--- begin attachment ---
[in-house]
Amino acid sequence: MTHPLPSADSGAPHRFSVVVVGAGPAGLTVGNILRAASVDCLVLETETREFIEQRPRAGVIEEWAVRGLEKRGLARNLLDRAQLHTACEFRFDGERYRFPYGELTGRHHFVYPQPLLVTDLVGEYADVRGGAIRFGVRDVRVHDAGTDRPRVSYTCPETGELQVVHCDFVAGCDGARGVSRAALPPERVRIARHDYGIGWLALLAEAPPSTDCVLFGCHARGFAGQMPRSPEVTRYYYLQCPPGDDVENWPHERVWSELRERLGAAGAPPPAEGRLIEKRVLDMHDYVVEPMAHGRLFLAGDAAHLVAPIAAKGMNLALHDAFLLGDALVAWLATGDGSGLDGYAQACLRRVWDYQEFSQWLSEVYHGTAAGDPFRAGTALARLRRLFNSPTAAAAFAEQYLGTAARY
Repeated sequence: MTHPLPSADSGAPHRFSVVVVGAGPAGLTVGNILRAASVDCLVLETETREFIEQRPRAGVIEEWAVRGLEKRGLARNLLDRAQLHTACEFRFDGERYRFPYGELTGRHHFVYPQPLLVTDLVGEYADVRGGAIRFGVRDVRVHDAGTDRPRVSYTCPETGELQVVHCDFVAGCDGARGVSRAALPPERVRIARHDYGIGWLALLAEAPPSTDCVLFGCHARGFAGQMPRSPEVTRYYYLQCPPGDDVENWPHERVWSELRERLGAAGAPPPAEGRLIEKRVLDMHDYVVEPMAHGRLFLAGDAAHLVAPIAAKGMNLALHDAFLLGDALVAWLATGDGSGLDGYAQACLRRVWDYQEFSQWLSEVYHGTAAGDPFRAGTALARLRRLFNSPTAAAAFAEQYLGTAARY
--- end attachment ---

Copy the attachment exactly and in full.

[in-house]
Amino acid sequence: MTHPLPSADSGAPHRFSVVVVGAGPAGLTVGNILRAASVDCLVLETETREFIEQRPRAGVIEEWAVRGLEKRGLARNLLDRAQLHTACEFRFDGERYRFPYGELTGRHHFVYPQPLLVTDLVGEYADVRGGAIRFGVRDVRVHDAGTDRPRVSYTCPETGELQVVHCDFVAGCDGARGVSRAALPPERVRIARHDYGIGWLALLAEAPPSTDCVLFGCHARGFAGQMPRSPEVTRYYYLQCPPGDDVENWPHERVWSELRERLGAAGAPPPAEGRLIEKRVLDMHDYVVEPMAHGRLFLAGDAAHLVAPIAAKGMNLALHDAFLLGDALVAWLATGDGSGLDGYAQACLRRVWDYQEFSQWLSEVYHGTAAGDPFRAGTALARLRRLFNSPTAAAAFAEQYLGTAARY
Repeated sequence: MTHPLPSADSGAPHRFSVVVVGAGPAGLTVGNILRAASVDCLVLETETREFIEQRPRAGVIEEWAVRGLEKRGLARNLLDRAQLHTACEFRFDGERYRFPYGELTGRHHFVYPQPLLVTDLVGEYADVRGGAIRFGVRDVRVHDAGTDRPRVSYTCPETGELQVVHCDFVAGCDGARGVSRAALPPERVRIARHDYGIGWLALLAEAPPSTDCVLFGCHARGFAGQMPRSPEVTRYYYLQCPPGDDVENWPHERVWSELRERLGAAGAPPPAEGRLIEKRVLDMHDYVVEPMAHGRLFLAGDAAHLVAPIAAKGMNLALHDAFLLGDALVAWLATGDGSGLDGYAQACLRRVWDYQEFSQWLSEVYHGTAAGDPFRAGTALARLRRLFNSPTAAAAFAEQYLGTAARY